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" By one so deep in love, then he, who ne'er From me shall separate• at once my lips All trembling kiss'd. The book and writer both Were love's purveyors. In its leaves that day We read no more. "
Quarterly Review - Page 460
1833
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The Edinburgh Review: Or Critical Journal, Volume 29

1818
...at one point Alone, we fell. When of that smile we read, The wish'd-for smile, so rapturously kissed By one so deep in love, then he, who ne'er From me...lips All trembling kissed. The book and writer both V. i tv Love's purveyors* In its leaves that day We read no more-. ' . Canlo V. The same observation...
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THE EDINBURGH REVIEW OF CRITICAL JOURNAL

DAVID WILLISON - 1818
...bacio tutto tremante. . .1 , — When of that smile we read The wish'd for smile, so rapturously kissed By one so deep in love ; then he, who ne'er From me...shall separate, at once my lips All trembling kissed. * We think the word questi, in the original, more evidently con-" reys the idea that Francesca, when...
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Works of the British Poets: The vision of Dante Alighieri, tr. by H.F. Cary

Robert Walsh - 1822
...at one point)Alone we fell. When of that smile we read, The wished smile, so rapturously kiss'd 138 By one so deep in love, then he who ne'er From me shall separate, at once my lips All trembling kiss'd. The book and writer both Were love's purveyors, In its leaves that day We read no more."* While...
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The Works of the British Poets: With Lives of the Authors, Volume 45

Ezekiel Sanford - 1822
...at one pointf Alone we fell. When of that smile we read, The wished smile, so rapturously kiss'd 130 By one so deep in love, then he who ne'er From me shall separate, at onee my lips All trembling kiss'd. The book and writer both Were love's purveyors, In its leaves that...
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The Vision; Or, Hell, Purgatory, and Paradise of Dante Alighieri

Dante Alighieri - 1822
...one pointf Alone we fell. When of that smile we read, The wished smile, so rapltjrously kiss'd 130 By one so deep in love, then he who ne'er From me shall separate, at onee my lips All trembling kiss'd. The book and writer both Were love's purveyors, In its leaves that...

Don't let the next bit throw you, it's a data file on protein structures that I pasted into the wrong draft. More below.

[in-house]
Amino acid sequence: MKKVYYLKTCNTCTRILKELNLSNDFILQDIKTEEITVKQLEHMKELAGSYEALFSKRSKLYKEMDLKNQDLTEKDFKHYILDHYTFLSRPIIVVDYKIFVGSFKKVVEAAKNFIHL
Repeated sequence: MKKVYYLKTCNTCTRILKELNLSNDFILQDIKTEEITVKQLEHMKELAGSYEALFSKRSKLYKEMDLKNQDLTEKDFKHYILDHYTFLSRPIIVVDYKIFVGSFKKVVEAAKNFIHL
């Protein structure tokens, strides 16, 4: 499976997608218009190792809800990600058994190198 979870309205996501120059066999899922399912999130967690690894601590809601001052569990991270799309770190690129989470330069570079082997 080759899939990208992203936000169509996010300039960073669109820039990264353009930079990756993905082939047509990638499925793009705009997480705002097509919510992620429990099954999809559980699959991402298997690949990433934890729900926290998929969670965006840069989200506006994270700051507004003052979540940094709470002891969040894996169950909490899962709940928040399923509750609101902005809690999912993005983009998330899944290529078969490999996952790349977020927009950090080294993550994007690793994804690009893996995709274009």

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Historical View of the Literature of the South of Europe, Volume 1

Jean-Charles-Léonard Simonde Sismondi - 1823
...and the hue Fled from our alter'd cheek. But at one point Alone we fell. When of that smile we read, The wished smile, so rapturously kiss'd By one so...From me shall separate, at once my lips All trembling kiss'd. The book and writer both Were love's purveyors. In its leaves that day We read no more." While...
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Sketches of the History of Literature: From the Earliest Period to the ...

Wilkins Tannehill - 1827 - 344 pages
...Fled from our altered cheek. But at one poin Alone we fell. When of that smile we read. The wisrj'd smile, so rapturously kiss'd By one so deep in love,...who ne'er. From me shall separate, at once my lips 1 -. All trembling kiss'd. The book and writer both Were love's purveyors. In its leaves that day .*...
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The Western Monthly Review, Volume 1

Timothy Flint - 1828
...Fled from our altered cheek. But at one point Alone we fell. When of that smile we read, The vnsh'd smile, so rapturously kiss'd By one so deep in love,...From me shall separate, at once my lips All trembling kiss'd. The book and writer both Were love's purveyors. In its leaves that day We read no more." Jftirf,...
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The Works of Lord Byron: With His Letters and Journals,

George Gordon Byron Baron Byron - 1832
...thralls I swoon'd as if by death I had been smote, And fell down even as a dead body falls." ( ' ) The wished smile, so rapturously kiss'd By one so...From me shall separate, at once my lips All trembling kiss'd. The book and writer both Were love's purveyors. In its leaves that day We read no more.' While...
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The Quarterly Review

William Gifford, Sir John Taylor Coleridge, John Gibson Lockhart, Whitwell Elwin, William Macpherson, William Smith, Sir John Murray (IV), Rowland Edmund Prothero (Baron Ernle) - 1833
...But at one point [read, Alone we fell. When of that imile we The wished smile, so rapturously kit.'d By one so deep in love, then he, who ne'er From me...heartI, through compassion fainting, seem'd not far [ground.1 From death, and like a cone fell to the Wright. ' My native place is seated on the coast....
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